Hawaii weather is about as sporadic as it gets. Forecasting the weather on Hawaii can be both daunting and confusing to visitors - this isn't the mainland, and the climate takes some getting used to.
One minute it's raining and the next the sun's out - welcome to the tropics! Keep in mind that the weather is diverse here because the topography is also diverse. The Big Island alone has nearly all of the world's climate zones. Kauai is home to what is arguably the wettest spot on earth at Wai'ale'ale (around 470" [1094 cm] annually), while Hilo, on the Big Island, is the wettest city in the United States (approximately 140" [356 cm] annually).
Sounds pretty wet right? But lest we forget that just a few southwest of the wettest spot on earth, the area of Kekaha on Kauai receives only 15-25" (40-60 cm) of rain a year; quite the contrast! Don't let the wet locations and/or cities fool you, it can be plenty dry in Hawaii on the Leeward side of the islands.
Here are a few things to keep in mind, summarized, about Hawaii's weather:
- Read up on the forecasts at the University of Hawaii Weather before you visit and during your stay, as they have the best and most accurate forecast in the islands.
- Don't listen to the Weather Channel or watch the NOAA forecast graphs, of course, they'll predict rain - it rains almost every day in Hawaii... for about 10 minutes at a time. The only time it's really wet in Hawaii for a prolonged time is during the winter months, usually from November until March.
- As far as temperature goes, plan accordingly for the island you're visiting. At sea level, it's usually about 76-85°F (24-29°C) all year-round. Temperatures at night are typically 12-18°F (7-8°C) cooler, but this can change dramatically depending on your altitude. Volcano, on the Big Island, or Kokee on Kauai, can get quite chilly at night for example. If you're planning to go up to higher elevations on either Maui or the Big Island, bring a small coat and long convertible pants. It can get very cold at the summit of the larger volcanoes - trust us on that!
- For more information, be sure to check our companion article - Hawaii Weather & Climate Patterns.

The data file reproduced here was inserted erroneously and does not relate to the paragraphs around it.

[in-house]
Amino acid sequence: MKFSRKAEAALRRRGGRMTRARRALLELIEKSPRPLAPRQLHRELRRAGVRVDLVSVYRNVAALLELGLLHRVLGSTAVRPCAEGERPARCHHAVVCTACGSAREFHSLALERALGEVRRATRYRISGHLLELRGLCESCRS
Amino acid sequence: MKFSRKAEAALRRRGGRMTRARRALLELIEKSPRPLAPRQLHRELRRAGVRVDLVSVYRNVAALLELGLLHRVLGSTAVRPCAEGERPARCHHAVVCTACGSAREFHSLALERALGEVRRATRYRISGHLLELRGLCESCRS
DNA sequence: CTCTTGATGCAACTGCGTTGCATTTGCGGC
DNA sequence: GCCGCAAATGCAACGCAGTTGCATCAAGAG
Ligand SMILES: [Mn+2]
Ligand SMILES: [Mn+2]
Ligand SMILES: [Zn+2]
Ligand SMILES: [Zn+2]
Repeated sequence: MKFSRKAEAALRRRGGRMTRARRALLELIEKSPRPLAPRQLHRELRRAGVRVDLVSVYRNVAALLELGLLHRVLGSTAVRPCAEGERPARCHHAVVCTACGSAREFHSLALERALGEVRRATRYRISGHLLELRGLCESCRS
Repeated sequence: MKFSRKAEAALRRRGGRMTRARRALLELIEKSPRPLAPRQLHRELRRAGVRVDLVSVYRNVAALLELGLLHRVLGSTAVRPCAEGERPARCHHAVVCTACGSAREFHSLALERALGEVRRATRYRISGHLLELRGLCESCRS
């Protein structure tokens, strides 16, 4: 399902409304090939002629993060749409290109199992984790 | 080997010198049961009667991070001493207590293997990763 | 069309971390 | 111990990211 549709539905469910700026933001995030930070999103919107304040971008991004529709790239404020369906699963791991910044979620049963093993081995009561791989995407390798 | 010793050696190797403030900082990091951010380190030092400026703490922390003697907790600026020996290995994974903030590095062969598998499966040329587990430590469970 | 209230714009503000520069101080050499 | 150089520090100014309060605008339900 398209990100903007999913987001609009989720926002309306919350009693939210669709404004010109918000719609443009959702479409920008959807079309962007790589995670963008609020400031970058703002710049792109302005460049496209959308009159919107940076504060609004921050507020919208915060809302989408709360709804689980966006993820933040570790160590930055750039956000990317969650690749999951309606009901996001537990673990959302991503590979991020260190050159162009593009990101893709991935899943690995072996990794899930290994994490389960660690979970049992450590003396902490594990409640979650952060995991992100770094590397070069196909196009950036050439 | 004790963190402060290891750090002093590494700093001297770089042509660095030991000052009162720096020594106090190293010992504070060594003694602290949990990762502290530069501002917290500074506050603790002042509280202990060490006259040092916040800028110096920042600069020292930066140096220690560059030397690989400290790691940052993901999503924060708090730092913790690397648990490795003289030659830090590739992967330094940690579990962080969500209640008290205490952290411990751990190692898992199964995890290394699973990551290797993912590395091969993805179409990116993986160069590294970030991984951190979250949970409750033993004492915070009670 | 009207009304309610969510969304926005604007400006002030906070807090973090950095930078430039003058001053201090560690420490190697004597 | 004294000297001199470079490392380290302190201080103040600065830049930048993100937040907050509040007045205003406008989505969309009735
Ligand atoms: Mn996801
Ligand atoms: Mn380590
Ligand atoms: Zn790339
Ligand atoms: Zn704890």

Ultimately, don't fret about the weather, it's Hawaii! Showers are typically short-lived and sporadic, and the temperature is almost always just right.
Hawaiian Islands Weather Charts
Below we've pulled together our weather graphics for all of the islands showing their annual precipitation and temperatures. Please keep in mind that a lot of this precipitation occurs at night and during the winter months we noted above. Most of the summer months from mid-April until mid-October are pretty dry as the typical summer pattern persists through the islands.
Kauai Weather & Charts
Kauai is known as the Garden Isle, for a good reason, the lush landscape is something to see. The center of the island is home to one of the wettest locations on the planet, Mt. Waialeale. Its annual precipitation is over 400 inches. Don’t be fooled by the amount of rain this island gets though, the combination of sunshine and dry weather more than balance it out. We find that rain is random and only lasts a few minutes usually. As far as where the accommodations are throughout the island, you can find them either on the North Shore, East Coast, or the South Shore. The south shore and east coast tend to be drier as the north shore is wetter. The temperatures on the Garden Isle range from 78-85°F for the high and 65-74°F for the low. For more information, visit our Kauai Weather article.